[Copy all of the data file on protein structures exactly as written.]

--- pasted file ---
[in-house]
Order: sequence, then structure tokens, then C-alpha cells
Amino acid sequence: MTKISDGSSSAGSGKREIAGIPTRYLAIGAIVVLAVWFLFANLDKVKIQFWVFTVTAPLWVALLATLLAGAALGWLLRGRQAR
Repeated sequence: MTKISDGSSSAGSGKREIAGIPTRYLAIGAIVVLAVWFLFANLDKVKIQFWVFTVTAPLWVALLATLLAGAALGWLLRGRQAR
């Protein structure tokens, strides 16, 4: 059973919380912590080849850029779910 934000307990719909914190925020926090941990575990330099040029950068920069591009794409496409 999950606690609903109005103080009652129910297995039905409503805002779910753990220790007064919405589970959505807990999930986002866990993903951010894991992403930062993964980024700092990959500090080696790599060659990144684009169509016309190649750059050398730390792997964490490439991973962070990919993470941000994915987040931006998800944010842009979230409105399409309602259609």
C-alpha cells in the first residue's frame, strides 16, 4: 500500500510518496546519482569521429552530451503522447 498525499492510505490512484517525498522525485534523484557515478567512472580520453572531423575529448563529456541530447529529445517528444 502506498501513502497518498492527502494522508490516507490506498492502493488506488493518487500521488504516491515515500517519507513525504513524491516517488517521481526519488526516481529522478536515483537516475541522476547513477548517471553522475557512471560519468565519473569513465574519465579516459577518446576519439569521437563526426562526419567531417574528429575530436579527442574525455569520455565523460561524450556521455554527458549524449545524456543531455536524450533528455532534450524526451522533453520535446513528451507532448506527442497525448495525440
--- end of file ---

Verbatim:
[in-house]
Order: sequence, then structure tokens, then C-alpha cells
Amino acid sequence: MTKISDGSSSAGSGKREIAGIPTRYLAIGAIVVLAVWFLFANLDKVKIQFWVFTVTAPLWVALLATLLAGAALGWLLRGRQAR
Repeated sequence: MTKISDGSSSAGSGKREIAGIPTRYLAIGAIVVLAVWFLFANLDKVKIQFWVFTVTAPLWVALLATLLAGAALGWLLRGRQAR
């Protein structure tokens, strides 16, 4: 059973919380912590080849850029779910 934000307990719909914190925020926090941990575990330099040029950068920069591009794409496409 999950606690609903109005103080009652129910297995039905409503805002779910753990220790007064919405589970959505807990999930986002866990993903951010894991992403930062993964980024700092990959500090080696790599060659990144684009169509016309190649750059050398730390792997964490490439991973962070990919993470941000994915987040931006998800944010842009979230409105399409309602259609």
C-alpha cells in the first residue's frame, strides 16, 4: 500500500510518496546519482569521429552530451503522447 498525499492510505490512484517525498522525485534523484557515478567512472580520453572531423575529448563529456541530447529529445517528444 502506498501513502497518498492527502494522508490516507490506498492502493488506488493518487500521488504516491515515500517519507513525504513524491516517488517521481526519488526516481529522478536515483537516475541522476547513477548517471553522475557512471560519468565519473569513465574519465579516459577518446576519439569521437563526426562526419567531417574528429575530436579527442574525455569520455565523460561524450556521455554527458549524449545524456543531455536524450533528455532534450524526451522533453520535446513528451507532448506527442497525448495525440